Permanent hair removal with the use of laser or intense pulsed light devices is a technique that evolved greatly since its introduction in the late 1980s and its approval by the FDA in 1996. Nowadays, such devices are widely used in dermatology and aesthetic medicine practices with an increased demand for permanent hair removal procedures. With the development of longer wavelength laser devices it is now possible to treat all skin types safely. 
Table of Contents
What does permanent hair removal mean?
Laser or IPL hair removal includes two different concepts:
- Temporary hair loss
- Permanent hair reduction
Temporary hair loss is defined as a delay in hair regrowth that can last up to 3 months, depending upon what phase of the hair follicle cycle the treated hair is.
Conversely, permanent hair reduction is defined as a significant reduction in the number of hair following an hair removal treatment and that is stable for longer than a full hair follicle cycle (4-12 months).
Laser or IPL hair removal causes an initial complete and temporary hair loss, up to 3 months following the treatment, and a subsequent partial permanent hair reduction. Thus, the treatment is long term effective in reducing the total number of hair and concurrently the hair left become thinner, lighter and grow more slowly.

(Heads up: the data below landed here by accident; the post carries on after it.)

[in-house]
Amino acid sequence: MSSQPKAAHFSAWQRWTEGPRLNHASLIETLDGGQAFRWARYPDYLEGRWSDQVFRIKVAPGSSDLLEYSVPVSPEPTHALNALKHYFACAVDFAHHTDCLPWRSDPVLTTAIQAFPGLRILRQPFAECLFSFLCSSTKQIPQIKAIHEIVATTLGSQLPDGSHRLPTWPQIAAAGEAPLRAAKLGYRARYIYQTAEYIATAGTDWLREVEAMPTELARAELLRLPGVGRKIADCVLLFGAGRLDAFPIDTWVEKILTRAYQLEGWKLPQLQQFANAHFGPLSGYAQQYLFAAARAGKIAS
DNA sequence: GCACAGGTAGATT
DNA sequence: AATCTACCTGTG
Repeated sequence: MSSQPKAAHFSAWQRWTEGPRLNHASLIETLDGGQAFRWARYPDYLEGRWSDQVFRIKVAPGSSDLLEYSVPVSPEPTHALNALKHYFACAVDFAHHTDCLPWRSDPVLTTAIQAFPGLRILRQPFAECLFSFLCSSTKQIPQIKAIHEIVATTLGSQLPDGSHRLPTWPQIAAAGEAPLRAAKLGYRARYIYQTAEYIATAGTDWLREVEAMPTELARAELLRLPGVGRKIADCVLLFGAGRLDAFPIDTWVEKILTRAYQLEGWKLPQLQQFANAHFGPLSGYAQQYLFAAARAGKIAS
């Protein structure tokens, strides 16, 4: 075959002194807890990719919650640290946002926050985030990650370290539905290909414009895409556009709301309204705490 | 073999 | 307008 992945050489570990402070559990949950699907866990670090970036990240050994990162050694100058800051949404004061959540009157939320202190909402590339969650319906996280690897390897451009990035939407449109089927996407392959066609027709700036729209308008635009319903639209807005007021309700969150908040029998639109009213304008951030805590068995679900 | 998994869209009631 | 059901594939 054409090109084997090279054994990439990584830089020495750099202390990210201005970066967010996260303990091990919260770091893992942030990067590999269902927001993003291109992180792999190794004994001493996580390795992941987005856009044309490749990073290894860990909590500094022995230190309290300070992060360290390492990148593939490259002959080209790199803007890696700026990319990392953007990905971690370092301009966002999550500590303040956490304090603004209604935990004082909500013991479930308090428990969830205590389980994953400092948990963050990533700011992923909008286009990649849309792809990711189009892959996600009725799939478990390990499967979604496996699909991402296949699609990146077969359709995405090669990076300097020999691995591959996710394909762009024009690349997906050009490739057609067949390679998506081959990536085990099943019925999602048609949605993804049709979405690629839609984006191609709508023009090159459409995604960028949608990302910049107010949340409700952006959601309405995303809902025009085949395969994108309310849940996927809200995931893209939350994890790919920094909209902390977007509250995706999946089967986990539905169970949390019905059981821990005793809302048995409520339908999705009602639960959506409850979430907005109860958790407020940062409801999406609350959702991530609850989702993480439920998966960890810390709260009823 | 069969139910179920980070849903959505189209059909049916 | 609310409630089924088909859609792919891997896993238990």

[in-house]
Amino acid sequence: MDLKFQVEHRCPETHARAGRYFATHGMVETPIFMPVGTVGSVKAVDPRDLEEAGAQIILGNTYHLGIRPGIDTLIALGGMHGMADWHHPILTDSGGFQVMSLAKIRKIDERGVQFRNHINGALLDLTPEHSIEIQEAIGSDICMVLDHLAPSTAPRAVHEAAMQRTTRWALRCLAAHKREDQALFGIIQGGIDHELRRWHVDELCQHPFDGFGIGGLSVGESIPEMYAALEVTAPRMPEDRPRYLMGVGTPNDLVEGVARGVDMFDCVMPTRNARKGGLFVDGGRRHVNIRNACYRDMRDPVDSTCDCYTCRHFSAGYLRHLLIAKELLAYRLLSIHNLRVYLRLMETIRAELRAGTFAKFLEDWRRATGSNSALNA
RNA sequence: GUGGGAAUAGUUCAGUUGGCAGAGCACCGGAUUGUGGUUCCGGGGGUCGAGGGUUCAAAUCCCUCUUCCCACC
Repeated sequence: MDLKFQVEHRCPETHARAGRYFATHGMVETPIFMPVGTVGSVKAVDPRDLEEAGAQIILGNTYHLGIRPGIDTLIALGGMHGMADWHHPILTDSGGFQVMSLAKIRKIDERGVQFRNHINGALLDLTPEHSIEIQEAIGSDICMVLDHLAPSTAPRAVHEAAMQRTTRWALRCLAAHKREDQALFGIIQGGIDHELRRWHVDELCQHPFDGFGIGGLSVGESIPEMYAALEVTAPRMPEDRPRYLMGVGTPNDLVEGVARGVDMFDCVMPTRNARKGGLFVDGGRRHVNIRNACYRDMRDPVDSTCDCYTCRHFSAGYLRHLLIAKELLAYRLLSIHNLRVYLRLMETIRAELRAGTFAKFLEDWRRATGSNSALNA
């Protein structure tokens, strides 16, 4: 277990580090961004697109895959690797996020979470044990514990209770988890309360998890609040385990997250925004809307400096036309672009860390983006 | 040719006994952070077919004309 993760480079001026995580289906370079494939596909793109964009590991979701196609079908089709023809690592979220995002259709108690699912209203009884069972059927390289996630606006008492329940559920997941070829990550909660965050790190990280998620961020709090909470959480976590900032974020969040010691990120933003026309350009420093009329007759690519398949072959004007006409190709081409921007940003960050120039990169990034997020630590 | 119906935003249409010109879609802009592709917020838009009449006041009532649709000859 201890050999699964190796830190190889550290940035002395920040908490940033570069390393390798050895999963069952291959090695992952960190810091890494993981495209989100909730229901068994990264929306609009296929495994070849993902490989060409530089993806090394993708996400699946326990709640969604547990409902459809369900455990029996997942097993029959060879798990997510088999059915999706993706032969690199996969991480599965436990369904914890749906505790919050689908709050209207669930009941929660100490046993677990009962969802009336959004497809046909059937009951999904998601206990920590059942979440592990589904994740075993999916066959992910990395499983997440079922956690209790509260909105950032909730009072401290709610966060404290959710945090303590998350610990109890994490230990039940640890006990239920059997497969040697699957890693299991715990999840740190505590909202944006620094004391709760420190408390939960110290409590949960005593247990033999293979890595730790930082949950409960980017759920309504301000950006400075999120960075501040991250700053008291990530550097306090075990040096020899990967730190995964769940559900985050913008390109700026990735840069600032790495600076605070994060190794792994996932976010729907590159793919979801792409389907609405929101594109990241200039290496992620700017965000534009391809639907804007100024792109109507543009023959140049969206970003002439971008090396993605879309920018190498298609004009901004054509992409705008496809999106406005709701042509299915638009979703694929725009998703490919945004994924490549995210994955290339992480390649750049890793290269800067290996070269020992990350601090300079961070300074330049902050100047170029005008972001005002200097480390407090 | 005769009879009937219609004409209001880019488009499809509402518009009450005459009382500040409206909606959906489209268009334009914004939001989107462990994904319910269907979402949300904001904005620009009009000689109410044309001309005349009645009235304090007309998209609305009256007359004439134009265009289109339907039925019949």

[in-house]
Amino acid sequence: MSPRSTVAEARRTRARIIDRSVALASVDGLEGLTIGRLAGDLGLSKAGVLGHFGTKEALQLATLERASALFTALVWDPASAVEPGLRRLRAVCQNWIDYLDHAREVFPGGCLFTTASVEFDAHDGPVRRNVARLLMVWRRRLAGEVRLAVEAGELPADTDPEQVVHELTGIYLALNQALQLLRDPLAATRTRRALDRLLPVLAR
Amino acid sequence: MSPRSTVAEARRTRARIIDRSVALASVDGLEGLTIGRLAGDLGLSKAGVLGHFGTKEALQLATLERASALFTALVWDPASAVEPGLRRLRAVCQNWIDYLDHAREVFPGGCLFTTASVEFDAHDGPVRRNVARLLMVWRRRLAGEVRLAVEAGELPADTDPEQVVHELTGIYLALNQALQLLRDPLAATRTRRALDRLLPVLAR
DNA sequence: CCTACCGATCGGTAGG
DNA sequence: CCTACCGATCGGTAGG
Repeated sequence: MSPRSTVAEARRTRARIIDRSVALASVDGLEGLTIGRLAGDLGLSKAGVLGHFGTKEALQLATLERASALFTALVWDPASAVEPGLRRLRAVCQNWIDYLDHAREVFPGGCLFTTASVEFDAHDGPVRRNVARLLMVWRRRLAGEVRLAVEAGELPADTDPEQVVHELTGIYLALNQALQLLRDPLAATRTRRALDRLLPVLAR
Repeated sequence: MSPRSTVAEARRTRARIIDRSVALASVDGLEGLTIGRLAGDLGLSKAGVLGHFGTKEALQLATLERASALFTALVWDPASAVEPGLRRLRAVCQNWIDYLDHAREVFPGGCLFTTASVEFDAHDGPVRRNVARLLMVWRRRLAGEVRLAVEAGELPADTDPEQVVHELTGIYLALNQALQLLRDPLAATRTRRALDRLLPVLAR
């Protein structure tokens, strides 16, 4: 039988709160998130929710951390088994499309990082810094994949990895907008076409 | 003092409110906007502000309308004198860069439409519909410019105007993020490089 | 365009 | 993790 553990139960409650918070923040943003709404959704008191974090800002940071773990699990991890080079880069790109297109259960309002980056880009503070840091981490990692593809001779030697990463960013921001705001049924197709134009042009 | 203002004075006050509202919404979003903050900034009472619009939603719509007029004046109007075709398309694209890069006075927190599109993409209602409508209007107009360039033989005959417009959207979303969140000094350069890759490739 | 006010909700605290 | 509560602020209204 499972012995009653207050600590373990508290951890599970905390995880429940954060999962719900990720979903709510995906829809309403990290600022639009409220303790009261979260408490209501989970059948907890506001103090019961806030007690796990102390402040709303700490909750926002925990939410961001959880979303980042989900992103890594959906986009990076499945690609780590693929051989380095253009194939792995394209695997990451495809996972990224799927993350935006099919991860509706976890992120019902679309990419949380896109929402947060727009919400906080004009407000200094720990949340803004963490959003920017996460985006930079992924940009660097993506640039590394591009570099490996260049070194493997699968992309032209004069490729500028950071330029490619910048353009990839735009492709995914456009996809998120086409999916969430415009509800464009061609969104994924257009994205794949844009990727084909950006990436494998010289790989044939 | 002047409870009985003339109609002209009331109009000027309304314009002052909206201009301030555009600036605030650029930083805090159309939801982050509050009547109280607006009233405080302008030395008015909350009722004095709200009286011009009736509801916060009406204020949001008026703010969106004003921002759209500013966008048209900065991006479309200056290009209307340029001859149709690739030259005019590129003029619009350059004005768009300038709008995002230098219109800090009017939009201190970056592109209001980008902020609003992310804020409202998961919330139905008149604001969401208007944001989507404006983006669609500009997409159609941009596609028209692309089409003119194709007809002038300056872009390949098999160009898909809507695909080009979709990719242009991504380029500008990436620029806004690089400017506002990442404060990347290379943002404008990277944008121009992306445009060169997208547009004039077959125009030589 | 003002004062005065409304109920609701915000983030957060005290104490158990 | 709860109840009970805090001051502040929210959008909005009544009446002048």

The hair growth cycle or hair life cycle
The hair growth cycle is divided into 3 phases:
- Anagen phase, or active hair growth phase
- Catagen phase, or transitional regression phase
- Telogen phase, or resting phase (also known as shedding phase)
During the anagen phase, the cells in the root part of the hair divide rapidly, leading to hair shaft growth. During this phase, the amount of melanin in the bulb, which is already greater than the concentration in the skin, is increased further.
Catagen phase is a short transitional phase during which the hair detaches from the lower structures of the papilla which in turn enters a shrinking process stopping melanin production and starting apoptosis (programmed cell death) of the follicular melanocytes, reaching 1/6th of its original size when compared to the anagen phase. During this phase, the hair strand’s blood supply is cut off due to its detachment from the papilla and even though it is not growing anymore, its apparent length increases due to being pushed toward the surface of the skin.